Show, Don’t Tell

Why showing and telling expands beyond good storytelling — heck, it’s useful in everyday life, too.

Captain (Query) Hook

Show, don’t tell.

This is probably something you’ve seen me say before if you’ve been reading critiques. It’s probably something you’ve heard other people say before. So if you don’t know what it means, I’ll explain it quickly.

Telling: Captain America is heroic.

Showing: Captain America fought the Red Skull and saved the city of New York.

Both sentences get the idea that Cap is heroic across. But the second one is detailed and more effective.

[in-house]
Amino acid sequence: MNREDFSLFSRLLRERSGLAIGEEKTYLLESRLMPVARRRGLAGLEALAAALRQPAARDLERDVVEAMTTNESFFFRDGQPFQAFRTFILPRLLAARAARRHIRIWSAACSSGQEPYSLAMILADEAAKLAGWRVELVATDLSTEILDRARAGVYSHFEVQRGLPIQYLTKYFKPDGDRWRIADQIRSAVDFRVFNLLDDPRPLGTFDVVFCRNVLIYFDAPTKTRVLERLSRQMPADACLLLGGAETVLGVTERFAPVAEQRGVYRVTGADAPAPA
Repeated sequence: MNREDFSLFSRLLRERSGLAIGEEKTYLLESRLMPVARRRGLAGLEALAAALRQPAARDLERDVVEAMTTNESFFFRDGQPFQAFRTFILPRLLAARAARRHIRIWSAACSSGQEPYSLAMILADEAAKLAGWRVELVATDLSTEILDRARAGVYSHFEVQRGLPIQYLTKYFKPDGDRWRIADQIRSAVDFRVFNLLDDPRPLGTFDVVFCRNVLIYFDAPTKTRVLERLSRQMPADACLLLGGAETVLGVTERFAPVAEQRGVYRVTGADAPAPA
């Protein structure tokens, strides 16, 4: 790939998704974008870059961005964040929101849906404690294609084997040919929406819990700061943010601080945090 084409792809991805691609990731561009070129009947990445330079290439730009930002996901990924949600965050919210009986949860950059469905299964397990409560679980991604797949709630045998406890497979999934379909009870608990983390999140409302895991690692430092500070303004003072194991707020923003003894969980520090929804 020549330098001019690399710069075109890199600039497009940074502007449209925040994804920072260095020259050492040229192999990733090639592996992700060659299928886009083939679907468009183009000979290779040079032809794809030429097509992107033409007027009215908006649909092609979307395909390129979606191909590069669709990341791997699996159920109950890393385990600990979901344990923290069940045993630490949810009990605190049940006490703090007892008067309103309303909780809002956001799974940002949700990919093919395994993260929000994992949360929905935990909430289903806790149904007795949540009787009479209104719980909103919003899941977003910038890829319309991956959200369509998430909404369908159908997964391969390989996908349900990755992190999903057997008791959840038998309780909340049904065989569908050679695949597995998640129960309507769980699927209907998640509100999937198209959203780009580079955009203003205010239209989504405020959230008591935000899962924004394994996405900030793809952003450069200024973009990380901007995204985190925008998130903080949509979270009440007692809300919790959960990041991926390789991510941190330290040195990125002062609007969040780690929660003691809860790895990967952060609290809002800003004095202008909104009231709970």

This is an issue in query letters when somebody says their book is “a heart-warming tale” or a “humorous adventure.” Instead of telling me that it’s heart-warming, write a query letter that gives me warm fuzzies. Instead of telling me that it’s humorous, write a query letter that makes me laugh. A well crafted query letter should match the tone of the book, and will imply a lot about the nature of the book.

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